What you call it has little influence on whether you do it well, poorly, or at all.
The problem in the US is not that we call it something other than "joined-up writing". The problem is that schools in the US no longer teach it.
My mother at 95 has beautiful handwriting. Her handwriting is so beautiful and consistent that she nearly had an application denied because the company thought her signatures (yes, plural; multi-page application) were a stamp or machine product. Only because an agent of the company was there and could affirm that he had watched her sign the application did they accept it. She calls what she does "cursive".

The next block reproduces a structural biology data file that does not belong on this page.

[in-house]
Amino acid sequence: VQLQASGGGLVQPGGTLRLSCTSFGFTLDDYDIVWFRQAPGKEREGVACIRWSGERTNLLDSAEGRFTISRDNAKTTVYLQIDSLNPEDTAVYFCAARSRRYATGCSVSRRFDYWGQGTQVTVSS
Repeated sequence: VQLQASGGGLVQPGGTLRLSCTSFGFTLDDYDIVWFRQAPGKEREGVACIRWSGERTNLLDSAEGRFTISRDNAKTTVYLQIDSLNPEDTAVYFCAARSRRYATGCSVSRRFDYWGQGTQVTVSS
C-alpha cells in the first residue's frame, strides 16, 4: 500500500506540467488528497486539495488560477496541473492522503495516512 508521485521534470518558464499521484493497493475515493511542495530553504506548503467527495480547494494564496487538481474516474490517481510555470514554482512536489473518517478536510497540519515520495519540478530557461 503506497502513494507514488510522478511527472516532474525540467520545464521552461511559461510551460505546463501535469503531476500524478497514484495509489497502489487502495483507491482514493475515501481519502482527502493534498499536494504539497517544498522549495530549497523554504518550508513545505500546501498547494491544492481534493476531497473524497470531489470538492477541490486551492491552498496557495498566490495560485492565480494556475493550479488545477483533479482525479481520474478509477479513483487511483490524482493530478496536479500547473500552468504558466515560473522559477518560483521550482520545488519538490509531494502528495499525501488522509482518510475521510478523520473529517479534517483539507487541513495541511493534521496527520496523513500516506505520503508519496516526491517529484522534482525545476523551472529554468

Note: my reply is based on my perception that tigger's comment refers to my #6, which was about the AE names for "Screibschrift" vs. the BE names. Tigger, if your comment referred to something else, it wasn't clear.
I do agree that students today print far more than they write longhand, and their cursive is often barely legible - and sometimes totally illegible. That's the result of lack of training and practice, not nomenclature.